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Northern Territories minimum unit pricing faces backlash | The Shout

The Northern Territory became the first jurisdiction to introduce minimum unit pricing (MUP) on 1 October, as part of the Northern Territory Alcohol Harm Minimisation Plan 2018-19, and retailers are already facing consumer backlash.

Attorney-General and Minister for Justice, Natasha Fyles, issued a media statement suggesting that some retailers may have been unfairly marking up products under the guise of MUP and urged Territorians who feel they are being price gouged to notify consumer affairs.

The statements reads: “A number of radio talkback callers recently cited prices that were far beyond what a floor price would afford.

“One caller suggested his 30 pack of mid strength beers jumped from $35 to $42 due to the floor price. Under the floor price, his product could be sold for $35 (assuming at .09 a standard can).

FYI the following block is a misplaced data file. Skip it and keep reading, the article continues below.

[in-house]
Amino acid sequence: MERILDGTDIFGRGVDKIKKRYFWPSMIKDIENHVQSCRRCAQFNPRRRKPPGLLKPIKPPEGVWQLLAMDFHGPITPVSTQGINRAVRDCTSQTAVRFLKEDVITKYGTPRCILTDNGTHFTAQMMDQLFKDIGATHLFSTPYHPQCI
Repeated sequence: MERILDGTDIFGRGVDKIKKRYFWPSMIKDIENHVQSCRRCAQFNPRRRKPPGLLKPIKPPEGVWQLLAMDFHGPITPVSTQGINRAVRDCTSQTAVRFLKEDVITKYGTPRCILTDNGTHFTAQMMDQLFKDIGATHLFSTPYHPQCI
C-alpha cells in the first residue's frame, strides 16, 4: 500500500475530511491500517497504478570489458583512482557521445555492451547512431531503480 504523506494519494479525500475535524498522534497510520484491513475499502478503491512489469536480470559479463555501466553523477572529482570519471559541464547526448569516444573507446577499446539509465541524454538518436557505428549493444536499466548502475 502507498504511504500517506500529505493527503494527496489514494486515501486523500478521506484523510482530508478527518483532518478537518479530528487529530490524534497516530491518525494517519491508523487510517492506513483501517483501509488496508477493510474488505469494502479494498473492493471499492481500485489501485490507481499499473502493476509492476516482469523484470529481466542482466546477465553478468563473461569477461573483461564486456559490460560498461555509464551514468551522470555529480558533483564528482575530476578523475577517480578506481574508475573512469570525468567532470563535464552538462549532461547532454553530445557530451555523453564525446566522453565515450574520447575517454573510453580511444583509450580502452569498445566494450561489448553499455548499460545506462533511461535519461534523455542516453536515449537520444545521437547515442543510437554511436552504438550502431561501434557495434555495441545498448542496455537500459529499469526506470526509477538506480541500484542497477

“Another caller said her four pack of wines jumped from $40 to $60 due to the floor price. Under the floor price, her product could be sold for as little as $40 (assuming 7.7 standard drinks per bottle).

“Territorians can work out the minimum floor price for their product by: (standard drink) x (quantity) x (floor price). Example: Carlton Mid Strength Beer 0.9 x 30 x $1.30 = $35.”

TheShout has received feedback from a number of NT retailers saying that they would not even be able to purchase Carlton Mid Strength from CUB below $45, and that is before their usual retail mark up.

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Northern Territories minimum unit pricing faces backlash – The Shout.

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